On that occasion, Francis gave the kind of slightly paradoxical speech to which we are now growing accustomed. “Peacemaking calls for courage, much more so than warfare”, he said. “It calls for the courage to say yes to encounter and no to conflict: yes to dialogue and no to violence; yes to negotiations and no to hostilities; yes to respect for agreements and no to acts of provocation; yes to sincerity and no to duplicity”. The pontiff stressed, “The church is not resigned to being innocuous” or just a “decorative element” in the world.

Francis has even cast a critical eye on the past, not just our present time and space, surprising everyone. Having once reminded followers “a Christian with no memory is not a true Christian”, he has held Turkey accountable for its historical responsibility for the Metz Yeghern (Great Evil), the Armenians’ name for the genocide they suffered 100 years ago at the hands of the Turkish government for whom the subject is still taboo.

During a mass in St. Peter’s Basilica marking the centenary of the start of the mass killings, Francis noted that in the last century, “Our human family has lived through three massive and unprecedented tragedies. The first, which is widely considered the first genocide of the 20th century struck your own Armenian people”. This elicited great controversy. Even the grand mufti, Turkey’s highest Sunni Muslim authority, attacked the pope, saying accusations of genocide were “without foundation”. But Francis has stood by his declarations. And afterwards turned his attentions to the Caribbean. The new Cuba libre has been achieved in part thanks to the Argentinean pope, who brokered mediation between Havana and Washington. He fostered dialogue between the most ardently communist Castro brother, Raul, and US President Barack Obama. This led to the historic deal that eased the US embargo on Cuba and re-established diplomatic relations. The Catholic Church orchestrated intensive diplomatic efforts through Cardinal Jaime Ortega, archbishop of Cuba, and the US Secretary of State.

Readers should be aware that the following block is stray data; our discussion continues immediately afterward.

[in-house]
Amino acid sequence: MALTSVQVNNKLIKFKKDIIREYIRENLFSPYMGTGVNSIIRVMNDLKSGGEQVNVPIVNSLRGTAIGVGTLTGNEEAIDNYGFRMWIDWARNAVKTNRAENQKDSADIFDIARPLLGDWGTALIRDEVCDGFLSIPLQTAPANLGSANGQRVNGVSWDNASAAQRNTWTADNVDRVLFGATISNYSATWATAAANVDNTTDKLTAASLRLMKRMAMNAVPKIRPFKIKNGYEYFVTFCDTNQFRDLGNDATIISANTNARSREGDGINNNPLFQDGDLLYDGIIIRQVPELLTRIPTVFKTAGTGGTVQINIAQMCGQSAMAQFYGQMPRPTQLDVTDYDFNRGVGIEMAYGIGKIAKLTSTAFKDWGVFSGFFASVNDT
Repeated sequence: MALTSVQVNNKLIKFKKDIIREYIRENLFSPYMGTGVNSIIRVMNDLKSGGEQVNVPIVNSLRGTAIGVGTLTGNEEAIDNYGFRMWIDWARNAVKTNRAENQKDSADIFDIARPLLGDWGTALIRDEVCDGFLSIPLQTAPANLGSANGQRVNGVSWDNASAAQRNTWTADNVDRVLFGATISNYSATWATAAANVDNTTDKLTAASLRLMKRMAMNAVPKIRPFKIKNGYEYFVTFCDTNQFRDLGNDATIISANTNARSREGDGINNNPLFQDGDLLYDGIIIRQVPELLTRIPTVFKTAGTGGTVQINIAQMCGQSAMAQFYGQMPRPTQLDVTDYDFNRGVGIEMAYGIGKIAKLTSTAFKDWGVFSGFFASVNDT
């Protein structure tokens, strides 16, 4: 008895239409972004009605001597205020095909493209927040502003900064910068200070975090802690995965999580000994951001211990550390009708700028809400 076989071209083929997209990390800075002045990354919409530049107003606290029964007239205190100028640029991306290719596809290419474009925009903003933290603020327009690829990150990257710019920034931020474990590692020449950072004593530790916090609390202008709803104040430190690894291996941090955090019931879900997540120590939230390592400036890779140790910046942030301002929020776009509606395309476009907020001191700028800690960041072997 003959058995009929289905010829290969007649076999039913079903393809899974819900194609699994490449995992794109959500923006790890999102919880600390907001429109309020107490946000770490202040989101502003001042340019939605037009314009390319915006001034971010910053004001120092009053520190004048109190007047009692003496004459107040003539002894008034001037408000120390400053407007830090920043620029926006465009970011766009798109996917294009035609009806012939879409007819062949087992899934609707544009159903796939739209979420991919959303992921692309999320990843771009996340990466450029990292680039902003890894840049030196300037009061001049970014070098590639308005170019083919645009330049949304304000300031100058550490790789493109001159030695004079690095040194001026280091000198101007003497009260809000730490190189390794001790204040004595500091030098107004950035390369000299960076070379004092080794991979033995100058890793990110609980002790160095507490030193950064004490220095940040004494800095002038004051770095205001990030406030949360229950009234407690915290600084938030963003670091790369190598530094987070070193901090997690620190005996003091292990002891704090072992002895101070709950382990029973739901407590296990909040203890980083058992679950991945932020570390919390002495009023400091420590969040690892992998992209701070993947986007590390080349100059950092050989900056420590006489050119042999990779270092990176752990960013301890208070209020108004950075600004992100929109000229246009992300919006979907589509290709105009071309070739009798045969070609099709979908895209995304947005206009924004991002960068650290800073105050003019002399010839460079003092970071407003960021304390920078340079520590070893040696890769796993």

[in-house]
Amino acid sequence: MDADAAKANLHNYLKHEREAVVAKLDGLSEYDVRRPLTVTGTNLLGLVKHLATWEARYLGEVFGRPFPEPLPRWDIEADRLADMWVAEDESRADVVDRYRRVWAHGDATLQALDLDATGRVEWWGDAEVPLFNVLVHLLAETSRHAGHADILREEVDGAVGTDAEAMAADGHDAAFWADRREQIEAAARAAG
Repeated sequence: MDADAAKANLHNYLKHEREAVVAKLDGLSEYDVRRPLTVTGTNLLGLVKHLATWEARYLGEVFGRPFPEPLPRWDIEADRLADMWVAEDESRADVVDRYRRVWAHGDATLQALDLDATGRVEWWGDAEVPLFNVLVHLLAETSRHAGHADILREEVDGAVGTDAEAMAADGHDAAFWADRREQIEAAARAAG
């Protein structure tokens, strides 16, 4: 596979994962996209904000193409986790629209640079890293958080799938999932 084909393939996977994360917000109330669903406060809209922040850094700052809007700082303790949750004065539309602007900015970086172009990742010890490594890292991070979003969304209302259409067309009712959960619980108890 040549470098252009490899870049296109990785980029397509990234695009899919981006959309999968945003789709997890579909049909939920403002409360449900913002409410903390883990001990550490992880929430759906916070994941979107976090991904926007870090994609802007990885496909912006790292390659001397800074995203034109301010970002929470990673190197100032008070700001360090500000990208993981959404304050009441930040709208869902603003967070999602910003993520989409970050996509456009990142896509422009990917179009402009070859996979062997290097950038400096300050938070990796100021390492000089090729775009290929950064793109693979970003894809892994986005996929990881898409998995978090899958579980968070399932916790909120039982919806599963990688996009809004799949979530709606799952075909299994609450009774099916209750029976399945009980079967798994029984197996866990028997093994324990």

It was a Cuban miracle: even dyed-in-the-wool Marxist Raul Castro had an hour-long private audience with the pope and came away saying it would be good to mark the end of the embargo with a mass. Castro even said that if the pope keeps going the way he is going, he’d return to the Catholic Church. He was quick to stress a specific link with the pontiff too since he and his brother Fidel had studied at Jesuit schools.

Jorge Mario Bergoglio – the pope of the new age of globalisation, the man who railed against unbridled capitalism in speeches to the poor in Paraguay and Ecuador, author of the encyclical on climate change “Laudato sì” – even managed to catch the EU on the hop, siding with Prime Minister Alexis Tsipras and the Greek people against the European bankers.

He once again shuffled the cards, this time in the cocooned corridors of Brussels, and will likely continue to do in the four corners of the earth until the end of his papacy.